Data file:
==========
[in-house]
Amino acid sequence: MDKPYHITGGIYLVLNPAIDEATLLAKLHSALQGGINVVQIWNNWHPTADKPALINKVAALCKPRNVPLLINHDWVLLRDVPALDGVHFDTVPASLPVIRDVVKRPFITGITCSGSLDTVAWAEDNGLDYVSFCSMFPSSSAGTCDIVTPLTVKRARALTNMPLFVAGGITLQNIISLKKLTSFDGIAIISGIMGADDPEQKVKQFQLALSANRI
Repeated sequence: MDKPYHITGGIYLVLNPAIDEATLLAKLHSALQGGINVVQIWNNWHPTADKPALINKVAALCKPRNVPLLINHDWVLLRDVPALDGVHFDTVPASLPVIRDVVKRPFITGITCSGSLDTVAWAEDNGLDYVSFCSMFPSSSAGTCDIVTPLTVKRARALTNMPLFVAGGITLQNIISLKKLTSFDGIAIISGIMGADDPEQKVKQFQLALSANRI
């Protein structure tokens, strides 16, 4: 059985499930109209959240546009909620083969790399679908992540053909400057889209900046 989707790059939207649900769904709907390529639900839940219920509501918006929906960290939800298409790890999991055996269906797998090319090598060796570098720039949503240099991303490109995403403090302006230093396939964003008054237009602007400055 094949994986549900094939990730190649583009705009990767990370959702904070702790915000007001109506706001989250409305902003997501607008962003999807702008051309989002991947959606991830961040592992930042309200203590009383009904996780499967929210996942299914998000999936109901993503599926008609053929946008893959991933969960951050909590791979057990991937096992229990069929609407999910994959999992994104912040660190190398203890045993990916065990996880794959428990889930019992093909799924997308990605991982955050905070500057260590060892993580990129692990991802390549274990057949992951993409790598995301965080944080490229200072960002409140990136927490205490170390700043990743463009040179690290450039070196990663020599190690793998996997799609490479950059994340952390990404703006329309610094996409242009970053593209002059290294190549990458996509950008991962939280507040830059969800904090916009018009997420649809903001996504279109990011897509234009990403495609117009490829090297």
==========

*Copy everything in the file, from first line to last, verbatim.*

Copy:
[in-house]
Amino acid sequence: MDKPYHITGGIYLVLNPAIDEATLLAKLHSALQGGINVVQIWNNWHPTADKPALINKVAALCKPRNVPLLINHDWVLLRDVPALDGVHFDTVPASLPVIRDVVKRPFITGITCSGSLDTVAWAEDNGLDYVSFCSMFPSSSAGTCDIVTPLTVKRARALTNMPLFVAGGITLQNIISLKKLTSFDGIAIISGIMGADDPEQKVKQFQLALSANRI
Repeated sequence: MDKPYHITGGIYLVLNPAIDEATLLAKLHSALQGGINVVQIWNNWHPTADKPALINKVAALCKPRNVPLLINHDWVLLRDVPALDGVHFDTVPASLPVIRDVVKRPFITGITCSGSLDTVAWAEDNGLDYVSFCSMFPSSSAGTCDIVTPLTVKRARALTNMPLFVAGGITLQNIISLKKLTSFDGIAIISGIMGADDPEQKVKQFQLALSANRI
């Protein structure tokens, strides 16, 4: 059985499930109209959240546009909620083969790399679908992540053909400057889209900046 989707790059939207649900769904709907390529639900839940219920509501918006929906960290939800298409790890999991055996269906797998090319090598060796570098720039949503240099991303490109995403403090302006230093396939964003008054237009602007400055 094949994986549900094939990730190649583009705009990767990370959702904070702790915000007001109506706001989250409305902003997501607008962003999807702008051309989002991947959606991830961040592992930042309200203590009383009904996780499967929210996942299914998000999936109901993503599926008609053929946008893959991933969960951050909590791979057990991937096992229990069929609407999910994959999992994104912040660190190398203890045993990916065990996880794959428990889930019992093909799924997308990605991982955050905070500057260590060892993580990129692990991802390549274990057949992951993409790598995301965080944080490229200072960002409140990136927490205490170390700043990743463009040179690290450039070196990663020599190690793998996997799609490479950059994340952390990404703006329309610094996409242009970053593209002059290294190549990458996509950008991962939280507040830059969800904090916009018009997420649809903001996504279109990011897509234009990403495609117009490829090297």